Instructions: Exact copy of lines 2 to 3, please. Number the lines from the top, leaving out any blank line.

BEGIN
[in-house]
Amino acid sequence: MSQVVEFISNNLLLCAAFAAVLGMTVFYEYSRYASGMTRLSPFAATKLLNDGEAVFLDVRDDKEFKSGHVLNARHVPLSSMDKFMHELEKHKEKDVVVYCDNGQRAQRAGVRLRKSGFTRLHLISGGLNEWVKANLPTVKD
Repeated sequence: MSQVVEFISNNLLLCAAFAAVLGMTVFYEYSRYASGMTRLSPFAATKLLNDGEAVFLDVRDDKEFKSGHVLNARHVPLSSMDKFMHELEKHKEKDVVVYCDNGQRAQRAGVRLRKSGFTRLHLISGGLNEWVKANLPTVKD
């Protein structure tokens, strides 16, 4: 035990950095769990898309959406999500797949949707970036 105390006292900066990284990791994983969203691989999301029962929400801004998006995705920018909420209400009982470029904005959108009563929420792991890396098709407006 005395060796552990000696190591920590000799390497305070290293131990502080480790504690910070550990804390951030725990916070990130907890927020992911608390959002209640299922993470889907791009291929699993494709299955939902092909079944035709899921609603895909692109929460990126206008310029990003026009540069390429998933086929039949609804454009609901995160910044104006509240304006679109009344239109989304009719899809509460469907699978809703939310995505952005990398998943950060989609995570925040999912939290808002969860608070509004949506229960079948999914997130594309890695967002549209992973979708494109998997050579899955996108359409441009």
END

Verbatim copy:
Amino acid sequence: MSQVVEFISNNLLLCAAFAAVLGMTVFYEYSRYASGMTRLSPFAATKLLNDGEAVFLDVRDDKEFKSGHVLNARHVPLSSMDKFMHELEKHKEKDVVVYCDNGQRAQRAGVRLRKSGFTRLHLISGGLNEWVKANLPTVKD
Repeated sequence: MSQVVEFISNNLLLCAAFAAVLGMTVFYEYSRYASGMTRLSPFAATKLLNDGEAVFLDVRDDKEFKSGHVLNARHVPLSSMDKFMHELEKHKEKDVVVYCDNGQRAQRAGVRLRKSGFTRLHLISGGLNEWVKANLPTVKD